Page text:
I’m a liberal who has only recently come to the defense of charter schools. I love teachers and all the teachers I’ve had in my life but we need to be able to fire some older teachers and keep some of the good young ones. Seniority alone is enough to turn me against collective bargaining for teachers. It was crucial at one time in our history but we need a complete new 21st century education approach.

  10. > I’m a liberal who has only recently come to the defense of charter schools.

    I believe the appropriate term is “liberal in remission”.

    It’s a hopeful sign, but I would say that you’re not out of the woods yet.

  11. Even though it is unfortunate how under appreciated and poorly compensated teachers are, adults making the decision to pursue a teaching career are clearly doing so because they love it and truly want to make a difference within the lives of children.  I agree that the pay scale does not make any sense due to the highest wages being given to the oldest, but a $150,000 salary might encourage people who don’t have the much needed passion and desire to educate.  There is no doubt that things need to change so teachers can be the best they can be and feel appreciated for all of their hard work.
    Also, I loved the above characteristics of what makes a extraordinary teacher.  I completely feel that all is true and that it is important to get families involved in their child’s education, by any means necessary.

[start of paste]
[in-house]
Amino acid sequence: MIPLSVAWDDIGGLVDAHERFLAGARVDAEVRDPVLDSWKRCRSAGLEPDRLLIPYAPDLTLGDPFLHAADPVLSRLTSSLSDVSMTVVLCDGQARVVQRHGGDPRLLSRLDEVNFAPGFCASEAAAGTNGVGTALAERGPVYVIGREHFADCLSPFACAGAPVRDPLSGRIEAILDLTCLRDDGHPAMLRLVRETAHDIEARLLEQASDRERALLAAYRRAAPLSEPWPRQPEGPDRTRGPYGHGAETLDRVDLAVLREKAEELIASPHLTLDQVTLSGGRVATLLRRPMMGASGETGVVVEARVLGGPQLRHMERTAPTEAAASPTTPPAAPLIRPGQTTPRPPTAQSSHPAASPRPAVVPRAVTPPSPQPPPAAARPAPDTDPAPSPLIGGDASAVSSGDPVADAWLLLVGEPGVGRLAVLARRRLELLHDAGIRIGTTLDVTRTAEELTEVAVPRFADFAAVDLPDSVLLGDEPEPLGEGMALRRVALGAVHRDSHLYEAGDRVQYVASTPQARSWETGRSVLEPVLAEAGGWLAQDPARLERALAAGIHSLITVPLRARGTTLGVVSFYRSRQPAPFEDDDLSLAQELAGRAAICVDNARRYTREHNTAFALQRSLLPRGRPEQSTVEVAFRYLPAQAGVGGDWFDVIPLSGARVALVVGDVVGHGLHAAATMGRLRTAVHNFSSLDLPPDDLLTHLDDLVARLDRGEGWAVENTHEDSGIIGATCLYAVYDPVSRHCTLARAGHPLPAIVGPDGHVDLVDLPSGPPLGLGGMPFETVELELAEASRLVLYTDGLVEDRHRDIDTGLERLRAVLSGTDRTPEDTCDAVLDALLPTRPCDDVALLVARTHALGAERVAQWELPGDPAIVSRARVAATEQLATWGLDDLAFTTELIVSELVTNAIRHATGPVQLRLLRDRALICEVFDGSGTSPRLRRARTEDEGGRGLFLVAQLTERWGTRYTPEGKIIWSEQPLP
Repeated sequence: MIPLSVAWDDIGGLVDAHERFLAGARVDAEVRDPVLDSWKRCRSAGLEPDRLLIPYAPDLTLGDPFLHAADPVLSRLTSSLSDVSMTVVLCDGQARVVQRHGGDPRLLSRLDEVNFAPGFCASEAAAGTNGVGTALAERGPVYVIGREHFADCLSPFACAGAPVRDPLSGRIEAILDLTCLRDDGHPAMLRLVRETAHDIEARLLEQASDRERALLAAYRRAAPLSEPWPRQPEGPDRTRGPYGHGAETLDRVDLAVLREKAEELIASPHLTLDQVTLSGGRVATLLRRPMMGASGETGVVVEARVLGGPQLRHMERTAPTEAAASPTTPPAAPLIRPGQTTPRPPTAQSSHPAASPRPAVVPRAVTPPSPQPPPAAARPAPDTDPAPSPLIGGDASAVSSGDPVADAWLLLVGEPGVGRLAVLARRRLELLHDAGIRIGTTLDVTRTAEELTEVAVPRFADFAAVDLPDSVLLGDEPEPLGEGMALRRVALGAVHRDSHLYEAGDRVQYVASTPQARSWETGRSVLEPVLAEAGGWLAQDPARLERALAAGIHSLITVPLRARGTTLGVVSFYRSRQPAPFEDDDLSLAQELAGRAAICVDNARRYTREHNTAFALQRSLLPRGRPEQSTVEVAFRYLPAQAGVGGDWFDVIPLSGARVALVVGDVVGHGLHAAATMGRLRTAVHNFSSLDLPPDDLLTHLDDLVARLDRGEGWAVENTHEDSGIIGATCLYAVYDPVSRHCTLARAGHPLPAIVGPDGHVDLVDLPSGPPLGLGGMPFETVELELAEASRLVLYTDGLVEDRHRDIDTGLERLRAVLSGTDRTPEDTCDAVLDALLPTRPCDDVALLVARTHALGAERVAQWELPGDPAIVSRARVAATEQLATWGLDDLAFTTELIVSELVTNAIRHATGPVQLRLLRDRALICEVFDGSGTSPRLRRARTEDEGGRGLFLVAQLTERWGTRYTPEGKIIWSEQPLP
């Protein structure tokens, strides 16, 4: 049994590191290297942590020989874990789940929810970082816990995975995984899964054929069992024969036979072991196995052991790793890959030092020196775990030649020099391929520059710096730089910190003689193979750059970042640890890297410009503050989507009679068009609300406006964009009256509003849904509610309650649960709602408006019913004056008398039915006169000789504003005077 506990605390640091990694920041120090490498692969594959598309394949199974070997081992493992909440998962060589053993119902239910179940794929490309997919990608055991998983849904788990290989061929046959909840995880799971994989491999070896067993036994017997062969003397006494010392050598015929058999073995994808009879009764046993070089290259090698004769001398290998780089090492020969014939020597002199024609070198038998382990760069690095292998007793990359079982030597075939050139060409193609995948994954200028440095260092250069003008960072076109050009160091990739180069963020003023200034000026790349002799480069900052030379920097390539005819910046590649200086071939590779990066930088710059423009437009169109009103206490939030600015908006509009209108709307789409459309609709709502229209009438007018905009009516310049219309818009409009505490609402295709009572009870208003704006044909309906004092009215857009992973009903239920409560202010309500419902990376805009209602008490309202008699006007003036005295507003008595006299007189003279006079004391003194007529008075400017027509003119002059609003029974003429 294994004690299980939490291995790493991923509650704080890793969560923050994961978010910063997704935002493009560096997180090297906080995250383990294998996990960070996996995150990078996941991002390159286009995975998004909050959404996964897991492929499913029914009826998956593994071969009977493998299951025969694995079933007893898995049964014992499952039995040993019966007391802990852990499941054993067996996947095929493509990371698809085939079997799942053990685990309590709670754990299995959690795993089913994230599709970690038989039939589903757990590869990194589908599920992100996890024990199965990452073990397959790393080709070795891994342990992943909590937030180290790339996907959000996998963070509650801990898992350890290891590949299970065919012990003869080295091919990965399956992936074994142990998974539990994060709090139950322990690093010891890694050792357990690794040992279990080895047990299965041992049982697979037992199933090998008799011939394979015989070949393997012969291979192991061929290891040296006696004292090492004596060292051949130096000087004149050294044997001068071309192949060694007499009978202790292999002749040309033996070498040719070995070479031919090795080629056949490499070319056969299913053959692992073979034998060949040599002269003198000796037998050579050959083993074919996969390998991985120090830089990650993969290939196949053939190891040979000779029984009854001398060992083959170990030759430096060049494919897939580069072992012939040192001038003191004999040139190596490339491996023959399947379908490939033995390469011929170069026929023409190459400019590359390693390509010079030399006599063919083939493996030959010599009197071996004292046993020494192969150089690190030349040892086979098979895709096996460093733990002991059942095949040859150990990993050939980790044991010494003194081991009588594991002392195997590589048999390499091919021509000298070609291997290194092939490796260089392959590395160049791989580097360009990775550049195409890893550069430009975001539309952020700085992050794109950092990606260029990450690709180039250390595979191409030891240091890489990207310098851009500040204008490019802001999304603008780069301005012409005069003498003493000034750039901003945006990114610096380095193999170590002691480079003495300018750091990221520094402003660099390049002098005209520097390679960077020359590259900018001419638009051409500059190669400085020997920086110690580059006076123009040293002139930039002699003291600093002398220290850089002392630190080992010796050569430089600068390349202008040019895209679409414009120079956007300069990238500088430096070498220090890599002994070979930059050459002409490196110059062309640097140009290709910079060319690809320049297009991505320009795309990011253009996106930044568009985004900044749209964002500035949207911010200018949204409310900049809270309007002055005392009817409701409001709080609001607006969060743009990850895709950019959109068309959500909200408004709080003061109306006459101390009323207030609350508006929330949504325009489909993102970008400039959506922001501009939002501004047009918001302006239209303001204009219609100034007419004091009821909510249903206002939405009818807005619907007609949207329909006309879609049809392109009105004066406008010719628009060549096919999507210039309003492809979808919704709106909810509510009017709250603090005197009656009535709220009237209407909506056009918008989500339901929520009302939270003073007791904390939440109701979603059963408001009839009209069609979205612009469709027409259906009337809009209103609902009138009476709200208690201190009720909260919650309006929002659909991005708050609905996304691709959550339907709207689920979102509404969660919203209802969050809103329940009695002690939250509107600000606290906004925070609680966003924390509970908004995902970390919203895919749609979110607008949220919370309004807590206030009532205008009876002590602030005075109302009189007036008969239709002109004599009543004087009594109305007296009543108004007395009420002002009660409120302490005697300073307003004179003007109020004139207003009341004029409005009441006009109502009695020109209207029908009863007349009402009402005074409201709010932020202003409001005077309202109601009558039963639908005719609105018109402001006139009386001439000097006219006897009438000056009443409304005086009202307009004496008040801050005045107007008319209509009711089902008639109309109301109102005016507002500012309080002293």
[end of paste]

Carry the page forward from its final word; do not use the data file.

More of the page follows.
I look forward to seeing a positive change in the future!

  12. It is almost impossible for me to wrap my head around teachers making six figure salaries. I wish! I believe a 15-20% increase for lowest to mid end would even be more realistic. It is a core belief for me that we show what at the end of the day, what we value and what we say we value show up in action- which is extremely disparate in this country, no less in this county. I watch as we funnel trillions of dollars into other areas, such as defense, when our teachers, physically crumbling schools and our students suffer as a result. In some cultures still, teachers are revered, in ours, we treat teachers with such little respect in terms of monetary reward for the most sacred foundation they are building- our future. 

    I also want to comment on one of the earlier comments, in that while we may have an elite base of mathematicians and scientists in our country, we are not able to continue that proud fact if we have (which we now do have) a shortage of teachers in these fields.

    I am heartened that Obama chose to talk about teaching in his address, that he has a long-term understanding of how our country will truly be successful which always comes back to the sound foundation of a good education.

  13. I enjoyed reading this blog for the second time. You state very good points and provide a good guideline of how teachers should be in order to become great teachers. I believe that every teacher needs to go above and beyond their requirements in order to successfully help their students develop and grow. It is the great teachers that work hard and do it not for the money, but for their students.

    On the topic of salary, some people have taken that small paragraph at the end of your post and made it the sole focus of the blog. I disagree. Correct me if I’m wrong, but the message that I got from that last paragraph is that all your trying to convey is that the teachers that work hard, go above and beyond, should be compensated more, NOT to encourage teachers to do it for the money, but to compensate them for the countless of hours that they put in to make their students’ learning more enriching and effective.